Many months into the COVID-19 pandemic, there is still a lot about the virus that we do not yet know. While initial symptoms included a dry cough and fever, later medical observations noted that some patients suffered from other symptoms such as stomachache and diarrhea.
With such confusion abounding, many patients are taking to Google search to try and understand the source of their symptoms. Now, a new study by the Massachusetts General Hospital in the US has discovered that Google search trends can actually be used to identify COVID-19 hotspots, particularly when users search for certain gastrointestinal (GI) symptoms. While not all correlate to an increase in COVID-19 cases, the following symptoms have been associated with infection by previous studies: ageusia (loss of taste), abdominal pain, loss of appetite, anorexia, diarrhea, and vomiting.
The research monitored search queries in 15 states between January 20 and April 20, and found that Google search interest in ageusia, loss of appetite, and diarrhea in particular increased 4 weeks prior to the rise in COVID-19 cases for most states, effectively serving as a warning sign for where the virus would surge in number ahead of time.
“Our data underscore the importance of GI symptoms as a potential harbinger of Covid-19 infection and suggests that Google Trends may be a valuable tool for prediction of pandemics with GI manifestations,” Kyle Staller, a gastroenterologist and the director of Mass General’s gastrointestinal motility laboratory, and colleagues wrote in the study.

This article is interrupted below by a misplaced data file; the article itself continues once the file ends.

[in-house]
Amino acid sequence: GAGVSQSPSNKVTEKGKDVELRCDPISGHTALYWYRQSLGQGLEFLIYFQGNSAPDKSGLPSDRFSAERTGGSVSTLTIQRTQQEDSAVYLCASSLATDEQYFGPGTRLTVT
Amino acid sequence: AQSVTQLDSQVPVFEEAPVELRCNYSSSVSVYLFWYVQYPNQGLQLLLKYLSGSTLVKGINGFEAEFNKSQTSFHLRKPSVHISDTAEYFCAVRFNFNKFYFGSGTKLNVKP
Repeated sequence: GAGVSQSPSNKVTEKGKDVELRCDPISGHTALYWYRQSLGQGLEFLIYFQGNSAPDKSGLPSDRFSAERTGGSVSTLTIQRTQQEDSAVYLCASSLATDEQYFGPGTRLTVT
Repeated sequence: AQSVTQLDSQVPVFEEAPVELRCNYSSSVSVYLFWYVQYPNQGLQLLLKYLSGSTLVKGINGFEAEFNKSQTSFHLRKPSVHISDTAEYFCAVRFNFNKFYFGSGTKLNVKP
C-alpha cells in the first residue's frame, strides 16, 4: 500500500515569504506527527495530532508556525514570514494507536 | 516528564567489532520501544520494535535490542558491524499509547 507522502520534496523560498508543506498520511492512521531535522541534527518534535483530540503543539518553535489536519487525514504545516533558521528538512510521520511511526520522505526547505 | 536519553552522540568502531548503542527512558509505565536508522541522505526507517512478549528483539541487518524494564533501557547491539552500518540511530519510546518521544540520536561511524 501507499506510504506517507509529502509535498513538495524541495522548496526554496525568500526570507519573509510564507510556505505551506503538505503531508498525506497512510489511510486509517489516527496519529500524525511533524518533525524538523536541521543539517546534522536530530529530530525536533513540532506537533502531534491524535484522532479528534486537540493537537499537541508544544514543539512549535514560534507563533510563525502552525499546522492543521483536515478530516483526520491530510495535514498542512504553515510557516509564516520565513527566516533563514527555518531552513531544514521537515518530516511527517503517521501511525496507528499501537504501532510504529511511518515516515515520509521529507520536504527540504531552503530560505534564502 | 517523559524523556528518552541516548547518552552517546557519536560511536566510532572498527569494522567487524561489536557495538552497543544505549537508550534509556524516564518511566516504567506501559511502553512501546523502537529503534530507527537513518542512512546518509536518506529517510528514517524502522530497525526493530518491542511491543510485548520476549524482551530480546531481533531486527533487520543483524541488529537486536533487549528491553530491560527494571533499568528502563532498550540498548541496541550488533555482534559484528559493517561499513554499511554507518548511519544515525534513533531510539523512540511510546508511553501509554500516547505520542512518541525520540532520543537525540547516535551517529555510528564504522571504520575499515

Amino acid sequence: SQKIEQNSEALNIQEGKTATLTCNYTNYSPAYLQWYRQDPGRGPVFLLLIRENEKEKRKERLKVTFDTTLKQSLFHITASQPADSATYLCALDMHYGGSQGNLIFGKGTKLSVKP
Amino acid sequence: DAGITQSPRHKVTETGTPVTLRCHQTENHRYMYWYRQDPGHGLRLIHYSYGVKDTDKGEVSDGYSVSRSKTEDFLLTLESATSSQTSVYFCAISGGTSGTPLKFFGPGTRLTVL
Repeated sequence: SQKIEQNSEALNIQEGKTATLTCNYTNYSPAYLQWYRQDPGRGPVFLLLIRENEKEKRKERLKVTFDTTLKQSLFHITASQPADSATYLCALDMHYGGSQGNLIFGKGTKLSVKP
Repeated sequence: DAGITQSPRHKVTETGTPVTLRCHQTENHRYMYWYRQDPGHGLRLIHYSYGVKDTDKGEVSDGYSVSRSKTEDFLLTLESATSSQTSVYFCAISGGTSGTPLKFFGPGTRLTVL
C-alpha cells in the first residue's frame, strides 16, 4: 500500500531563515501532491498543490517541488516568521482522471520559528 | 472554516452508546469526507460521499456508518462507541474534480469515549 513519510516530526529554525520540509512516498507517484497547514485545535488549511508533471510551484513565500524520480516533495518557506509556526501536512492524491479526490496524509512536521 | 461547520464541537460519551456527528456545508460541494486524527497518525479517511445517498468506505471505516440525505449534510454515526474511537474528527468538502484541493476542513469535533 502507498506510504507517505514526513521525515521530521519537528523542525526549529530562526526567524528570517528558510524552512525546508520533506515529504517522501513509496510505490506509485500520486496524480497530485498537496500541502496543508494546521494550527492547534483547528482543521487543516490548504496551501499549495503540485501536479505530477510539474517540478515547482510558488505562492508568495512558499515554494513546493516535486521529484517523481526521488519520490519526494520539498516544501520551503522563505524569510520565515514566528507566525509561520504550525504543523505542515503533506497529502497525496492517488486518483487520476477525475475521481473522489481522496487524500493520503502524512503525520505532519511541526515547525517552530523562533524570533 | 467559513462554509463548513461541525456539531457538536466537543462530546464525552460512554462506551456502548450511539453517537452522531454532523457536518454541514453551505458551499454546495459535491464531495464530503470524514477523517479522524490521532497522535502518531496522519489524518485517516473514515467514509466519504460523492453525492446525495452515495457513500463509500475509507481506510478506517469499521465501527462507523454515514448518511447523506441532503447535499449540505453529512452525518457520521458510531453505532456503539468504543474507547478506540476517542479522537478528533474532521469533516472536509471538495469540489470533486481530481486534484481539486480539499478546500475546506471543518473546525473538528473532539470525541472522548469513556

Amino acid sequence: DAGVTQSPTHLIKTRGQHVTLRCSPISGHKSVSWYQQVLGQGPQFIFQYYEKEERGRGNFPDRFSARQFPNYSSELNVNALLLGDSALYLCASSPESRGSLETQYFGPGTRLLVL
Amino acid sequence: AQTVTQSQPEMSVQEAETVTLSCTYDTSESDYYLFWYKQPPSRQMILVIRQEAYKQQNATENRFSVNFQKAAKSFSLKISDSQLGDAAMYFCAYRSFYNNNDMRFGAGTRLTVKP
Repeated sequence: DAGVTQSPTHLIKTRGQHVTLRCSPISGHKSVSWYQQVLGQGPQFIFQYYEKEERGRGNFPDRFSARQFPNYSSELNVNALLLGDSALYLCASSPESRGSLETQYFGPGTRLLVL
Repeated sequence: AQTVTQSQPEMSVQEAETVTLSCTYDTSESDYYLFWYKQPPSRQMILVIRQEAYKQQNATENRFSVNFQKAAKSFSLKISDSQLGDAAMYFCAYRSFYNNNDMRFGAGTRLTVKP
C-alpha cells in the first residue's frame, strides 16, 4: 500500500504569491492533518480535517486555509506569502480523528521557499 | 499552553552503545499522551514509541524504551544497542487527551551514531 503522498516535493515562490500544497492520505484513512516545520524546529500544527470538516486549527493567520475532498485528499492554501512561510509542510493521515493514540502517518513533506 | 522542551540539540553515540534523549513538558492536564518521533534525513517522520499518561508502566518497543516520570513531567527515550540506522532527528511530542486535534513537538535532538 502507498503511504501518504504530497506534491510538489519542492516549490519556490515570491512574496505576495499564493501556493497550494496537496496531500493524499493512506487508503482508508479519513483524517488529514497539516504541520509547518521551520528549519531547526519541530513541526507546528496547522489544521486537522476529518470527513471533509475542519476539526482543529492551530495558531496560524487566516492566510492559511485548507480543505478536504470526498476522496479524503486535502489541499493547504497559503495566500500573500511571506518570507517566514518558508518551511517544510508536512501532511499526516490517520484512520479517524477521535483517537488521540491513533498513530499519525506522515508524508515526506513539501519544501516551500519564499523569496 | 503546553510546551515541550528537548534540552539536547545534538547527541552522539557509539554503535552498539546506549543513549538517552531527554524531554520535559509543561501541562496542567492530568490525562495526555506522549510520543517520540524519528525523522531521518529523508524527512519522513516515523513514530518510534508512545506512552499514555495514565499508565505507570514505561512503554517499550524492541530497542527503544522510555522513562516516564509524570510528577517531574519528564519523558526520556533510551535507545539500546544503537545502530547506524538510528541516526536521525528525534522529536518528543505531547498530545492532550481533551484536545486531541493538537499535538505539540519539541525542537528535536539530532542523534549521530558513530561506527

A similar method of disease forecasting was previously used more than a decade ago to detect influenza, the study said.
Over the years, we’ve seen many scientific reports utilize online data based on search queries and social media networks to help predict and understand disease outbreaks.
“Traditional systems and techniques [of disease detection] mainly use epidemiological data, such as medical data or health log files obtained from doctors and hospitals. However, several studies have recently included non-epidemiological data obtained through the Internet as an alternative, concretely data extracted from search engines or messages interchanged in social media,” a study published in online medical journal Scientific Reports stated. “Internet technologies have demonstrated their value for the early detection and prediction of epidemics. In diverse cases, electronic surveillance systems can be created by obtaining and analyzing on-line data, complementing other existing monitoring resources.”
In 2018, a similar study was conducted in India, where Google search trends in the country were used in correlation with epidemiological data to predict a surge in chikungunya, dengue fever, malaria and enteric fever cases 2 to 3 weeks prior.
However, while this novel form of predicting outbreaks is certainly groundbreaking and could hold great benefits for society over the years, it is not perfect by any measure, and should not be used as the sole defining metric of prediction and prevention.
“Correlations alone should not be viewed as definitive evidence of impending outbreaks or epidemics as the analyses performed were univariate and exploratory in nature,” the study in India noted. “The results of this study should be interpreted with caution keeping in mind the biological plausibility and natural history of the disease concerned.”
Additionally, one has to account for other factors such as internet penetration in a country, as search trends are only relevant if a country or region has a large number of digitally literate users.